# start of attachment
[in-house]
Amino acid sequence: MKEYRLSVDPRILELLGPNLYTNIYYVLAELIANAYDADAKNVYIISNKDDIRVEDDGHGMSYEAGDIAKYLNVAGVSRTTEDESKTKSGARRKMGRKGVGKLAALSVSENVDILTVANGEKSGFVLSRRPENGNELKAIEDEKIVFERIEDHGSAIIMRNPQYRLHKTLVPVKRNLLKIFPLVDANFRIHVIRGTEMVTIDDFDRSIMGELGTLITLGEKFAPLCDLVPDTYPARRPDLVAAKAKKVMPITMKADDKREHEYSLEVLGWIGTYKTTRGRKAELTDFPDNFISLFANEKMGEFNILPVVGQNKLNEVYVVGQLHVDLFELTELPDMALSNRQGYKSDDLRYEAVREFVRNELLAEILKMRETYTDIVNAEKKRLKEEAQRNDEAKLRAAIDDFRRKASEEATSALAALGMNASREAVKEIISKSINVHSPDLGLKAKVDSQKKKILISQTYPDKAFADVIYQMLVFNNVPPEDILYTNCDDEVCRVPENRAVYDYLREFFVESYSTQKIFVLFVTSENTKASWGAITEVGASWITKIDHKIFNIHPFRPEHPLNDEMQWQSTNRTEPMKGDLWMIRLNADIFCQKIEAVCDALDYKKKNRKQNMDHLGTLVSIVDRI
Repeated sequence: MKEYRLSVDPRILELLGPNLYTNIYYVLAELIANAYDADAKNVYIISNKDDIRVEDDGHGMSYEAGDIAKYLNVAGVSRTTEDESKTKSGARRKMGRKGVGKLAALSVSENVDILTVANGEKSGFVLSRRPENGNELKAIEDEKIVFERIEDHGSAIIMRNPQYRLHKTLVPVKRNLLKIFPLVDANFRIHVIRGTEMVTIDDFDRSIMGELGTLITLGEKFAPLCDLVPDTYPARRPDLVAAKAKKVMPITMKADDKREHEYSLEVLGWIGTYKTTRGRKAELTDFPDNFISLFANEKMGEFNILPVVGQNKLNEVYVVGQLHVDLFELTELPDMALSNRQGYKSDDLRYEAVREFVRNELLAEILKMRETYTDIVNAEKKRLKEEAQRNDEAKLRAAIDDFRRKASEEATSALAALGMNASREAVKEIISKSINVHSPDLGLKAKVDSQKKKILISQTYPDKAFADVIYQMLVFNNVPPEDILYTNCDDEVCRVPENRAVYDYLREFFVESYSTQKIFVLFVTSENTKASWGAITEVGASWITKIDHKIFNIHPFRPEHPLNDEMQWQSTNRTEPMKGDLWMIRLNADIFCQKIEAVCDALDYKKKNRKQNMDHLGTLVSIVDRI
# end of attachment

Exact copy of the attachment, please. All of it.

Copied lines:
[in-house]
Amino acid sequence: MKEYRLSVDPRILELLGPNLYTNIYYVLAELIANAYDADAKNVYIISNKDDIRVEDDGHGMSYEAGDIAKYLNVAGVSRTTEDESKTKSGARRKMGRKGVGKLAALSVSENVDILTVANGEKSGFVLSRRPENGNELKAIEDEKIVFERIEDHGSAIIMRNPQYRLHKTLVPVKRNLLKIFPLVDANFRIHVIRGTEMVTIDDFDRSIMGELGTLITLGEKFAPLCDLVPDTYPARRPDLVAAKAKKVMPITMKADDKREHEYSLEVLGWIGTYKTTRGRKAELTDFPDNFISLFANEKMGEFNILPVVGQNKLNEVYVVGQLHVDLFELTELPDMALSNRQGYKSDDLRYEAVREFVRNELLAEILKMRETYTDIVNAEKKRLKEEAQRNDEAKLRAAIDDFRRKASEEATSALAALGMNASREAVKEIISKSINVHSPDLGLKAKVDSQKKKILISQTYPDKAFADVIYQMLVFNNVPPEDILYTNCDDEVCRVPENRAVYDYLREFFVESYSTQKIFVLFVTSENTKASWGAITEVGASWITKIDHKIFNIHPFRPEHPLNDEMQWQSTNRTEPMKGDLWMIRLNADIFCQKIEAVCDALDYKKKNRKQNMDHLGTLVSIVDRI
Repeated sequence: MKEYRLSVDPRILELLGPNLYTNIYYVLAELIANAYDADAKNVYIISNKDDIRVEDDGHGMSYEAGDIAKYLNVAGVSRTTEDESKTKSGARRKMGRKGVGKLAALSVSENVDILTVANGEKSGFVLSRRPENGNELKAIEDEKIVFERIEDHGSAIIMRNPQYRLHKTLVPVKRNLLKIFPLVDANFRIHVIRGTEMVTIDDFDRSIMGELGTLITLGEKFAPLCDLVPDTYPARRPDLVAAKAKKVMPITMKADDKREHEYSLEVLGWIGTYKTTRGRKAELTDFPDNFISLFANEKMGEFNILPVVGQNKLNEVYVVGQLHVDLFELTELPDMALSNRQGYKSDDLRYEAVREFVRNELLAEILKMRETYTDIVNAEKKRLKEEAQRNDEAKLRAAIDDFRRKASEEATSALAALGMNASREAVKEIISKSINVHSPDLGLKAKVDSQKKKILISQTYPDKAFADVIYQMLVFNNVPPEDILYTNCDDEVCRVPENRAVYDYLREFFVESYSTQKIFVLFVTSENTKASWGAITEVGASWITKIDHKIFNIHPFRPEHPLNDEMQWQSTNRTEPMKGDLWMIRLNADIFCQKIEAVCDALDYKKKNRKQNMDHLGTLVSIVDRI